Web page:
Back when the first LEGO Star Wars game came out, it felt like a breath of fresh air. It was unpretentious, unapologetically silly and packed with the sort of well-rounded platforming gameplay that, Mario aside, seems to have died out in the current generation of consoles. The sequel followed, applying the same approach to the classic Star Wars movies, and then The Complete Trilogy smushed both games together with a generous side order of new bonus content.
It's been 27 years since the first Indiana Jones film hit cinemas. Yes, you are that old. Ever wonder what the original cast members are up to these days? Well, Harrison Ford has been cracking his whip and knocking back cod liver oil to reprise his role for the new movie, of course. John Rhys-Davies starred in the Lord of the Rings films, Karen Allen makes jumpers for a living and Denholm Elliott is dead.
Activision has revealed that LEGO Indiana Jones will be released for all platforms on 6th June.
Paramount and Lucasfilm are reportedly set to include a LEGO Indiana Jones demo with upcoming special edition Region 1 DVD releases of the Indiana Jones films.
LucasArts has quashed our hopes and revealed that LEGO Indiana Jones will not have four-player co-op after all.
LucasArts has revealed that LEGO Indiana Jones will be released for all seven platforms in the US on 3rd June.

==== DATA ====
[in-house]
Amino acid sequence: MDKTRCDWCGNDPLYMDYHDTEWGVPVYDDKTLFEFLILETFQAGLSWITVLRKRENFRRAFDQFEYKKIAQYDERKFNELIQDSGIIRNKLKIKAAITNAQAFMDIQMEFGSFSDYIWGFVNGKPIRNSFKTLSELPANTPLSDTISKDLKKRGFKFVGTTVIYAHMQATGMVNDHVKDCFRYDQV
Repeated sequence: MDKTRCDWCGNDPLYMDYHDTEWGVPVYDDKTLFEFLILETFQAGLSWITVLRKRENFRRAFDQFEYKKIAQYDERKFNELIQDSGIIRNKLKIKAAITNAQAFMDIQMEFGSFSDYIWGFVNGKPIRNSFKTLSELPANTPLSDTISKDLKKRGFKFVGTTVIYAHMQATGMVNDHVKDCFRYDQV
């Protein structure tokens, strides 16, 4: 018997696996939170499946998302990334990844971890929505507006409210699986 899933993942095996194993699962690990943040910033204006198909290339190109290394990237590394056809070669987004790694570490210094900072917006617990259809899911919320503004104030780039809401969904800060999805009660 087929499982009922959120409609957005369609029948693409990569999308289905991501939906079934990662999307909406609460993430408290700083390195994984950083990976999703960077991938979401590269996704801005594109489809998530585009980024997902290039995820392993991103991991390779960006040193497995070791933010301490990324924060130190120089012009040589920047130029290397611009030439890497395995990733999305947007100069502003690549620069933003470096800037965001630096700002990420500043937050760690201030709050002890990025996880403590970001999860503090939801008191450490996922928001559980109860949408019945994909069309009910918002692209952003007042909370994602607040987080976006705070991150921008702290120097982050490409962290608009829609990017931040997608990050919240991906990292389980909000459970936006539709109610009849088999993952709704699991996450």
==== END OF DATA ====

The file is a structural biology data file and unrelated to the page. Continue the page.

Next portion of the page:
It's not the years, honey, it's the mileage.
Although their existence won't come as a surprise to anyone, Microsoft has announced the names of a few upcoming games that have found their way into the Games for Windows line-up.
Warner Bros. Home Entertainment is shelling out piles of money to acquire developer Traveller's Tales and its parent company TT Games, GamesIndustry.biz reports.
Following widespread success with Lego Star Wars, Traveller's Tales is hard at work on Lego Indiana Jones, due out on consoles in 2008. We wouldn't be surprised to see it on PC and handhelds, either - the official website currently lists platforms as "TBA".
Announced at Comic-Con in San Diego, the new title will parody Indiana Jones and the Temple of Doom, Indiana Jones and the Raiders of the Lost Ark and Indiana Jones and the Last Crusade. It doesn't sound like it will touch on the new Indiana Jones film, probably because making fun of old people is wrong.
Publisher LucasArts told Comic-Con that the Lego Indy game would boast the same quirky sense of humour, largely thanks to having the same team as the Star Wars games behind it, while TT director Tom Stone also sounds keen. "Indy also presents us with wonderful and memorable cinematic moments," he said. "The boulder scene of Raiders of the Lost Ark [done] in Lego is hilarious!"